Who's Testing California Beaches

Swimmers may want to think twice before jumping in the water at Bay Area beaches.

The Los Angeles Times reported health testing at California beaches has fallen to its lowest level in over a decade.

Since 2005, the number of annual tests for bacteria has dropped by nearly half, leaving swimmers, surfers and divers at risk of exposure to contaminated water.

According to the Times,

Beaches from San Diego to the Bay Area are being tested less often and in fewer locations; some are going untested for months at a time. Statewide, the number of annual tests for bacteria has dropped by nearly half since 2005, according to a Times analysis of state records.

Officials say state budget cuts are a key factor in the scaled back testing.

According to state reports, the Trestles surf break in Southern California was tested only four times last year, compared to nearly 70 times in 2005.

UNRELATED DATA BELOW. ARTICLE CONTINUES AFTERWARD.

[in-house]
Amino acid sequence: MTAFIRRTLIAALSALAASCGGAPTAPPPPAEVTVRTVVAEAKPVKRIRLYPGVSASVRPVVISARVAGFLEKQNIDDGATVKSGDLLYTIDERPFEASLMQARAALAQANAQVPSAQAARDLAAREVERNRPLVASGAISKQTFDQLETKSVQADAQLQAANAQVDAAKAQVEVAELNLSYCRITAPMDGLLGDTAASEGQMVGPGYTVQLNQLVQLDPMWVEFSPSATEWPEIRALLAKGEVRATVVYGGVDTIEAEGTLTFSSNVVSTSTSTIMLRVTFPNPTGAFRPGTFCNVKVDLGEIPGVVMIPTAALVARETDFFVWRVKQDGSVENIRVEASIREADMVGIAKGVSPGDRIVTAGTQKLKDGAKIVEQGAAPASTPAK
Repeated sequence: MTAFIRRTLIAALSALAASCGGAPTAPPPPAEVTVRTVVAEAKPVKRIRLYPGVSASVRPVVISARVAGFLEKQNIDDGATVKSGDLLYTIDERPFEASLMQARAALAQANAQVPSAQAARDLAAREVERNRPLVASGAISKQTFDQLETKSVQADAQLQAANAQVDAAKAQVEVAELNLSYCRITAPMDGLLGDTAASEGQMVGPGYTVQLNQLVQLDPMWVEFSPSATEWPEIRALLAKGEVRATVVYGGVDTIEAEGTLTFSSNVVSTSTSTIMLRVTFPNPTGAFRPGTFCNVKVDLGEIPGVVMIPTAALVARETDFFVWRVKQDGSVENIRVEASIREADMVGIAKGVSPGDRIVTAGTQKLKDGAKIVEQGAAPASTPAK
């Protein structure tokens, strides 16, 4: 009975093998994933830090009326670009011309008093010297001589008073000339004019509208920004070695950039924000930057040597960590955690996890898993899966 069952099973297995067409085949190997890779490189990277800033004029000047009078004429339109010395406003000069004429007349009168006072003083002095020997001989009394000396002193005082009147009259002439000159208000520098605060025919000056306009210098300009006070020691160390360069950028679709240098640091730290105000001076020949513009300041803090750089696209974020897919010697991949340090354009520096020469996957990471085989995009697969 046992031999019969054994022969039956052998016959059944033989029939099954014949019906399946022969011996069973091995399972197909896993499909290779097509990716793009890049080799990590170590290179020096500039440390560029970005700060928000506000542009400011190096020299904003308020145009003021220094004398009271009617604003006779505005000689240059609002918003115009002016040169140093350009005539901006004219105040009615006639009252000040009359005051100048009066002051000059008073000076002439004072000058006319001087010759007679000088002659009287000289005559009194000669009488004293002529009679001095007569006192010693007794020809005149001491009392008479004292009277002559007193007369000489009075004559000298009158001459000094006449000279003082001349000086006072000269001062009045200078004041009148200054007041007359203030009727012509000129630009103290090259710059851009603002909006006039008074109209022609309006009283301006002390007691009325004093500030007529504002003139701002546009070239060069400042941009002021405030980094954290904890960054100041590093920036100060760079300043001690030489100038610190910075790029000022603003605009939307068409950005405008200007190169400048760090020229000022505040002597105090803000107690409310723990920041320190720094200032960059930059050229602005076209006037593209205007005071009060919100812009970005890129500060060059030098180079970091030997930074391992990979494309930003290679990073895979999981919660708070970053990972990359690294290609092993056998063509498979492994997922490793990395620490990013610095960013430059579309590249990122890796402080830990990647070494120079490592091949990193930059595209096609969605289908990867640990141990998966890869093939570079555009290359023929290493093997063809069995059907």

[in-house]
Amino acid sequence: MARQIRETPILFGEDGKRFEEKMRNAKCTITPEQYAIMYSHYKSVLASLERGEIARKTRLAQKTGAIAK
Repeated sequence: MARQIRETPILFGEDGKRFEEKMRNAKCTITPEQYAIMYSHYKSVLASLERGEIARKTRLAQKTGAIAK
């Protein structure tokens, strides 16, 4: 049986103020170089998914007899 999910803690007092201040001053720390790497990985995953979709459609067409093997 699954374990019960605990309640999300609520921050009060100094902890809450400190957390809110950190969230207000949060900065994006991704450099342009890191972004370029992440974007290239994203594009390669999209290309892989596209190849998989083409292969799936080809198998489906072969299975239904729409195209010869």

California passed a law in 1999 that requires health officials to test at least once a week during the summer beach season. If bacteria levels are too high, lifeguards post signs warning swimmers of the risk.

While this news is discouraging, experts say overall water quality is better than in years past. They credit that to better sewage treatment plants and our recent drought conditions.

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